Is The Israel ETF Back On Track? (EIS)

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April 11, 2012 12:53pm NYSE:EIS

Eric Dutram:  The nation of Israel has been under the microscope over the past few months as tensions continue to build between the country and Iran. Many analysts believe that Israel will not tolerate Iran possessing a nuclear weapon and that the small country will move to bomb Iranian facilities in short order.

While speculation over a skirmish between the two heated rivals continues to build and scare off some investors, the fact remains that only words have been exchanged so far. In essence, some are beginning to wonder if a more peaceful solution can be reached or if Israel can somehow learn to live with a nuclear armed Iran at its doorstep.

Although both situations seem unlikely, analysts must also remember the political trends that could heavily impact the developments in the region as well. Israel is scheduled to hold elections in October 2013 while the U.S. has its Presidential election later this year. Given that Israel probably needs U.S. support for such a strike, it appears as though any confrontation will likely be postponed until 2013 at the earliest (see Three ETFs With Incredible Diversification).

Since we can possibly rule out a military action by Israel in the short term, it could be worthwhile for investors to consider making a tactical allocation to the nation for the rest of the year. This can easily be done via a popular ETF tracking the country’s market, the MSCI Israel Capped Investable Market Index Fund (NYSEARCA:EIS).

This ETF seeks investment results that correspond to the performance of the MSCI Israel Capped Investable Market Index, a broad benchmark of Israeli equity returns. Currently, the fund charges investors 59 basis points a year and holds 77 securities in its basket (see Five Cheaper ETFs You Probably Overlooked).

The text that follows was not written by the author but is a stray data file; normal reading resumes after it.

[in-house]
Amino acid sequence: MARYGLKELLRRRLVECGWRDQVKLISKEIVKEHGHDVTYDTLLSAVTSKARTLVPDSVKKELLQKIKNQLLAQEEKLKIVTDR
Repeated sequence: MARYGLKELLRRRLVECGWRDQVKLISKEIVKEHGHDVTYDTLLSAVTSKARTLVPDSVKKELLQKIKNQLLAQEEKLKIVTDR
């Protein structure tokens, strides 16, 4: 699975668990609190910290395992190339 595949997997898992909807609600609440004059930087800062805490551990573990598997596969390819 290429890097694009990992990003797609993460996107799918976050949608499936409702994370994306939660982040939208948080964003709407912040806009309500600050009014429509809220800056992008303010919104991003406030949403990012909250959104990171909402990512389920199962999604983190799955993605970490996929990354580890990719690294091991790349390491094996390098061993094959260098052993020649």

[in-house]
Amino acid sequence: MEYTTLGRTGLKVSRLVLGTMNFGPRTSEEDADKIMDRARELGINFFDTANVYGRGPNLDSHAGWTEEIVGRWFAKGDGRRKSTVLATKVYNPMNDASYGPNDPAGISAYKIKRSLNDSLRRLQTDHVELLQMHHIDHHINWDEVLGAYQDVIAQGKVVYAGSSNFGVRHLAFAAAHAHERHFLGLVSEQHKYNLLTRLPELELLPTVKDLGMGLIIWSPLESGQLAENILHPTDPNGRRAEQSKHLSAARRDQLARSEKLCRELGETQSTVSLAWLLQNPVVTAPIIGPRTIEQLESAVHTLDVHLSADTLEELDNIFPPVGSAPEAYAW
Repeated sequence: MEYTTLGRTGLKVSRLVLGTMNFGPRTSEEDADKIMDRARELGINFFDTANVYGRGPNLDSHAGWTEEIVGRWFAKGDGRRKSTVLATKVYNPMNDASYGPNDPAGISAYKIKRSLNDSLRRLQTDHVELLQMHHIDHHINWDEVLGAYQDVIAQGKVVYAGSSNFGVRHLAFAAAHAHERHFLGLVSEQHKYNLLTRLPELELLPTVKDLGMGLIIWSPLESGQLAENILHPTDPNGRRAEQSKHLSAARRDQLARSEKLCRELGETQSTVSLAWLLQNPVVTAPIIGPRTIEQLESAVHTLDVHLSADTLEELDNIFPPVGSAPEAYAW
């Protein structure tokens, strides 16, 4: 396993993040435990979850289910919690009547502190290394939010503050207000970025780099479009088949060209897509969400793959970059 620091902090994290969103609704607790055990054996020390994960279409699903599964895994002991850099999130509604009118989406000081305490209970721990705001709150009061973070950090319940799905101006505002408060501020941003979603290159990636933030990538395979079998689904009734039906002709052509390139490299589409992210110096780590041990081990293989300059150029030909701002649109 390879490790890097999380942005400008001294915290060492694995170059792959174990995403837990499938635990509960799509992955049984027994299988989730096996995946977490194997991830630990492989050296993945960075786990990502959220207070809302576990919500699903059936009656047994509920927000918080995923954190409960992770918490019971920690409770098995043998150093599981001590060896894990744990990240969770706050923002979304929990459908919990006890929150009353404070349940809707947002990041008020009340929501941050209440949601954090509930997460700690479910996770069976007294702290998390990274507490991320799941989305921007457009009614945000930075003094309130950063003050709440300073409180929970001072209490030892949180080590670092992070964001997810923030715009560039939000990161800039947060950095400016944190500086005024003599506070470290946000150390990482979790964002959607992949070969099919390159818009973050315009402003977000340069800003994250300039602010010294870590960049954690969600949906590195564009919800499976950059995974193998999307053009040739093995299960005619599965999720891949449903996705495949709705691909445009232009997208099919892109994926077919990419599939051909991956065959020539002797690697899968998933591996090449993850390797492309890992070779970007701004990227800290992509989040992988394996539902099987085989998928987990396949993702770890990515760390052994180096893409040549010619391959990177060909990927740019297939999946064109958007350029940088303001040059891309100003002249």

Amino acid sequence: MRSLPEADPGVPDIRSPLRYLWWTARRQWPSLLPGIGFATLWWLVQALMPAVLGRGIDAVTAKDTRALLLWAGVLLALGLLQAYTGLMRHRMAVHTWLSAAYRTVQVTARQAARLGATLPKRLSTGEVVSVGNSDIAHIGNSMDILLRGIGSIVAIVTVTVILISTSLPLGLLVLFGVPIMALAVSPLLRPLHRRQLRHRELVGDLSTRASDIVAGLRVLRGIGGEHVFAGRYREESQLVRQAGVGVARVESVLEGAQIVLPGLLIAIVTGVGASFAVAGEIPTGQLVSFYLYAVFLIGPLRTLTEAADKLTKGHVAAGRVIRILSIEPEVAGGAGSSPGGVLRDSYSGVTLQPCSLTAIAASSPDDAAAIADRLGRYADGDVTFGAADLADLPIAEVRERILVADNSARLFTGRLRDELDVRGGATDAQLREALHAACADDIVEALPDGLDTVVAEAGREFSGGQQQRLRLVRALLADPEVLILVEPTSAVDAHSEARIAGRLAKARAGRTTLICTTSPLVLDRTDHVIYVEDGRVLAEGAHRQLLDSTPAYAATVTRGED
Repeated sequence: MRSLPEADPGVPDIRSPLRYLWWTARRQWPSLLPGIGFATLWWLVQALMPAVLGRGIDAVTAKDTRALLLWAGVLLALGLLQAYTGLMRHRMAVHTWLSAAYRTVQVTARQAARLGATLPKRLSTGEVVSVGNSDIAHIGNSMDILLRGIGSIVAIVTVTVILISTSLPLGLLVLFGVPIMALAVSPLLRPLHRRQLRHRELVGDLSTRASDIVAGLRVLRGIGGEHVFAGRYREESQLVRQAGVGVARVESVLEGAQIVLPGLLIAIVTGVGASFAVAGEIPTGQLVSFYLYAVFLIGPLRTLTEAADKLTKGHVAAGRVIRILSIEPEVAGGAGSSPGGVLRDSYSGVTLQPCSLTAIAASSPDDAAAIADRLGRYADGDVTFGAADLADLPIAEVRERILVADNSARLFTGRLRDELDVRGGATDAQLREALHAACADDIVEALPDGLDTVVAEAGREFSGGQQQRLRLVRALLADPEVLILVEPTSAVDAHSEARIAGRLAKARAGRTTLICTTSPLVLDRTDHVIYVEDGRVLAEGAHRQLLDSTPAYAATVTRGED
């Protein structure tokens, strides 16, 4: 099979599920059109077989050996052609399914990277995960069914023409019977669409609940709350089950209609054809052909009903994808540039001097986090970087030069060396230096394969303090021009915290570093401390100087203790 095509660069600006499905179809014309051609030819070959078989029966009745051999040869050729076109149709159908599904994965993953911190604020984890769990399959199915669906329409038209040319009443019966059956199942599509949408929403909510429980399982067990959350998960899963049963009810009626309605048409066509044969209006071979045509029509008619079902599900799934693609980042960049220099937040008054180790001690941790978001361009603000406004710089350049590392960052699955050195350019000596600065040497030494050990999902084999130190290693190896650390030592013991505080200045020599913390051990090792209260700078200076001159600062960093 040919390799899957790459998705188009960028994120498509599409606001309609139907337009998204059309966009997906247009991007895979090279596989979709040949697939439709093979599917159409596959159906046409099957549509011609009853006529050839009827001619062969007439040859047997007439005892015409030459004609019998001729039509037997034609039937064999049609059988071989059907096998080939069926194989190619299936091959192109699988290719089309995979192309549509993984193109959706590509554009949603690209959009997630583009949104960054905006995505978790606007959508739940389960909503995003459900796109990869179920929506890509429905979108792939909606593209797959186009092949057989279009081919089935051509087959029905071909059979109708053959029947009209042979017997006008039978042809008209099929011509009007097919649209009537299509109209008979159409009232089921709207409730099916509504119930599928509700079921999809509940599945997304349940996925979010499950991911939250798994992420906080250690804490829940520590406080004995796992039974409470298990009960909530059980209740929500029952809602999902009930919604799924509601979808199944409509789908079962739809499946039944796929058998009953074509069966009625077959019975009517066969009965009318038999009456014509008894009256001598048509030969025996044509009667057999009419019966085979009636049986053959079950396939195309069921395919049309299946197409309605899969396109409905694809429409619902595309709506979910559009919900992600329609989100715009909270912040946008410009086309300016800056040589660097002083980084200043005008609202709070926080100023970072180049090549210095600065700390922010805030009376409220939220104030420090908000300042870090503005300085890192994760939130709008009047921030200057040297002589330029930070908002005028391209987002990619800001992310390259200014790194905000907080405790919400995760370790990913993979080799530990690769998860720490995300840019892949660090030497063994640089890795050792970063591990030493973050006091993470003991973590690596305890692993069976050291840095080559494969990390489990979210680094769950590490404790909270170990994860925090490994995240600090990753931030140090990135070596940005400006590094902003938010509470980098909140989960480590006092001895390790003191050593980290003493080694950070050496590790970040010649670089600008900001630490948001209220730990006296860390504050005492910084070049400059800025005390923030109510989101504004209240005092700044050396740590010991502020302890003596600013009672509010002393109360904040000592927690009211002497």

So far in 2012, the Israel ETF has added about 9.5%, underperforming the S&P 500 in the time period. This has largely been due to worries over tensions with Iran as the real divergence between EIS and the U.S. market took place in mid-February when the Iranian issue was at the forefront of investors’ minds (see more on the Zacks ETF Center).

However, now that the problem has been put on the backburner, EIS has broadly moved higher and has actually outperformed S&P 500 ETFs over the past one month period. Given this shift and the broadly declining tensions, it could be time to cycle into EIS at least for the short-term.

Beyond the relatively favorable trends underlying the Israel ETF, investors can also take solace in the product’s value tilt as well. Health care stocks take the top spot at just under 25% of total assets while large caps account for 81% of the fund (read Three ETFs With Incredible Diversification).

Furthermore, EIS pays out a solid dividend of 3.15% suggesting that even if the market begins to slide investors should be at least somewhat protected thanks to this reasonable payout.

Given these factors, EIS could make for a great short-term buy on the dips for the rest of 2012. The ETF looks likely to shake off most Iranian tensions in the near term and as we have seen in recent weeks, tends to bounce sharply higher when the environment cools down a little (read Three Financial ETFs Outperforming XLF).

However, once the political picture in the U.S. and Israel become a little less cloudy, a strike by Israel could be very possible. When this happens, it seems very likely that Iran could retaliate either against Israel itself or American installations closer to Iranian borders.

If this is the case, I certainly wouldn’t want to be holding on to EIS, as the fund will likely face a heavy slump at that time. So while this fund seems to have some short term momentum, it looks to be a definite sell in 2013 or whenever the tensions between Israel and Iran finally bubble over into armed conflict.

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Written By Eric Dutram From Zacks Investment Research

In 1978, Len Zacks discovered the power of earnings estimates revisions to enable profitable investment decisions. Today, that discovery is still the heart of the Zacks Rank, a peerless stock rating system whose Strong Buy recommendation has an average return of 26% per year.

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